Patient flow issues, such as when patients are moved from intensive care to step-down units, as well as supply and ancillary service costs, are examined. For example, at Delaware County Memorial Hospital, a 225-bed facility in Drexel Hill, Pa., VHA clinical consultants identified opportunities to save more than $500,000 annually by changing antibiotic prescription preferences and adopting best practices for use of specialty beds, ancillary services and diagnostic tests, including CT scans and blood tests. Addressing bottlenecks in patient flow cut length of stay by half a day in several service lines.
Berman says several smaller hospitals with which she works are extending the approach beyond the hospital walls to help physicians prevent readmissions and better manage patients. Physicians generally are eager to improve efficiency because it frees them to see more patients. She emphasizes, however, that executive leadership is essential for care coordination efforts to succeed.
With staff typically running 50 percent or more of health system costs, reducing the workforce has been the go-to strategy for many systems looking for quick savings. But this strategy may be self-defeating, especially when you rely on staff innovation to drive care process redesign, Scripps' Van Gorder says. "If you're worried about losing your job, you're not going to be very creative."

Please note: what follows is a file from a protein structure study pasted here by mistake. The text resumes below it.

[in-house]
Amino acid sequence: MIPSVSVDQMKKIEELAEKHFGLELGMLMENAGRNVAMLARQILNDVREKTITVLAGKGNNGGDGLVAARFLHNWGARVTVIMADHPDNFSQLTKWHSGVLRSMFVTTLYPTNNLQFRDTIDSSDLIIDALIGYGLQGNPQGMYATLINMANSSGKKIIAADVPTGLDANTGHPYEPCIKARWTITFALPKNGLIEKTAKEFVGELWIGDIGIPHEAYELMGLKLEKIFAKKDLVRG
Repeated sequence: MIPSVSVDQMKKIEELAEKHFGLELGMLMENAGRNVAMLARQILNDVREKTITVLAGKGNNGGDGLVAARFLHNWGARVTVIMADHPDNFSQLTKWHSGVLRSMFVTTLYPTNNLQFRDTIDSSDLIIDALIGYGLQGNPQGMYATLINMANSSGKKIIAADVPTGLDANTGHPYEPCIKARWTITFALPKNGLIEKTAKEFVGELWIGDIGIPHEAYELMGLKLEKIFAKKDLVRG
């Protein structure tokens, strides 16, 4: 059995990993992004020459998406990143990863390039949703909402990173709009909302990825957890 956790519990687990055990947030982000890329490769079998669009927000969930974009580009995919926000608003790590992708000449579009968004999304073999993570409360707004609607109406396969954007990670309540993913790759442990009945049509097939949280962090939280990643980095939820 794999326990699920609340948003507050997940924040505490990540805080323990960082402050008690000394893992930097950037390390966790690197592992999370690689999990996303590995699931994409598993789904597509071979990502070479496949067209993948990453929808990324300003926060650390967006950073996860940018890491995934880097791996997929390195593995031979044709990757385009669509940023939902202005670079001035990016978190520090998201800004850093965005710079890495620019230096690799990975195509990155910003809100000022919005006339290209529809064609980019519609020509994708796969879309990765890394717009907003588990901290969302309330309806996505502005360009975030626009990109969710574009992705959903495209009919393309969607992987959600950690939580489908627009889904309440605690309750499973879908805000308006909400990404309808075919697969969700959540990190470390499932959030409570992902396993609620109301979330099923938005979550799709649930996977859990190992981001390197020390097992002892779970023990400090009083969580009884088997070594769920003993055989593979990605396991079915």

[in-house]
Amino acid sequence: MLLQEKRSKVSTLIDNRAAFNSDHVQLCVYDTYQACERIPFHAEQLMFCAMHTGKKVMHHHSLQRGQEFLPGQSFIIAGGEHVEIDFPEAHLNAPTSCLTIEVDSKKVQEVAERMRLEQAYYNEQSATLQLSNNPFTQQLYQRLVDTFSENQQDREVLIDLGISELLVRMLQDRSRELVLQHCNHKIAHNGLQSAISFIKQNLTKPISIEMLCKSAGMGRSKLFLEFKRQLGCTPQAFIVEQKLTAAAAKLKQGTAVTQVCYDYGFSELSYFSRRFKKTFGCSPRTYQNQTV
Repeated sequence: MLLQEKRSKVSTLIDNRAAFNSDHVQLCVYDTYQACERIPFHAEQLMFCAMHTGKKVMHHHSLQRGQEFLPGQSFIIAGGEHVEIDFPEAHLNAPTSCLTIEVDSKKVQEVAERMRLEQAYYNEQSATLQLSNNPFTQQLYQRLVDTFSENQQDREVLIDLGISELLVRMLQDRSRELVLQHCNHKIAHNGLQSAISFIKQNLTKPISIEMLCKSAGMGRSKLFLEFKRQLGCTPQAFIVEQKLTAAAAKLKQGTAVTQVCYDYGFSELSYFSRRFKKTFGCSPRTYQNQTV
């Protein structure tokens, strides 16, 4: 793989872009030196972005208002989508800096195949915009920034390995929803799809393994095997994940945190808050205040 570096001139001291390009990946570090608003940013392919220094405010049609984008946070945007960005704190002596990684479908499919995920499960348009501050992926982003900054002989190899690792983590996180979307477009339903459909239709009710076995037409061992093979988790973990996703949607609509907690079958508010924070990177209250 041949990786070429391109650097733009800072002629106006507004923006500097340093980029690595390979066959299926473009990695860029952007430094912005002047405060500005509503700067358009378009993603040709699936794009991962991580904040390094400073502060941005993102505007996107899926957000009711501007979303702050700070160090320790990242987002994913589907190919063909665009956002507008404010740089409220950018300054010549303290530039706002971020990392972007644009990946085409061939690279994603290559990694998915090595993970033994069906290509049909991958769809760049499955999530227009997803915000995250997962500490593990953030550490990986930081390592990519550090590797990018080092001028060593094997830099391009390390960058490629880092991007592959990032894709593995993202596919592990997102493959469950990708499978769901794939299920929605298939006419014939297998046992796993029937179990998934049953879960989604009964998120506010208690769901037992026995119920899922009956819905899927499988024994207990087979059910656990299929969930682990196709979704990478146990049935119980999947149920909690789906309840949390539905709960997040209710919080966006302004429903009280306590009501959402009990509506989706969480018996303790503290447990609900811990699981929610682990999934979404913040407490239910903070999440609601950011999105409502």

So Scripps has set up a workforce retention program committed to retraining and placing staff within the organization. Last year, 100 employees participated and 96 were placed in new positions. Scripps saved nearly $750,000 by hiring from within rather than paying recruiters, and avoided nearly $1 million in potential layoff costs, Van Gorder says.
At Novant, ensuring that staff skills are used appropriately is a big part of improving the patient experience and saves money, Beier says. For example, care technicians pull meds from the Pixis dispenser, leaving nurses with more time at the bedside. Some routine recordkeeping, formerly done to comply with care reporting requirements, has been taken over by records staff and others. These moves also can reduce the number of nurses needed.
Despite the progress, the road ahead is long. Andrabi notes that while Mercy St. Vincent already has cut inpatient direct costs by more than 20 percent, it remains to be seen how much can be achieved through broader care coordination.
Van Gorder emphasizes that his organization is committed not to a specific cost-cutting target, but to maintaining a healthy margin that allows Scripps to continue its mission.
Beier simply says there's no target. "Five or 7 or 10 percent won't be nearly enough. We will just keep going."
Howard Larkin is a contributing editor at Hospitals & Health Networks magazine.
Sidebar - 4 Phases of Cost Reduction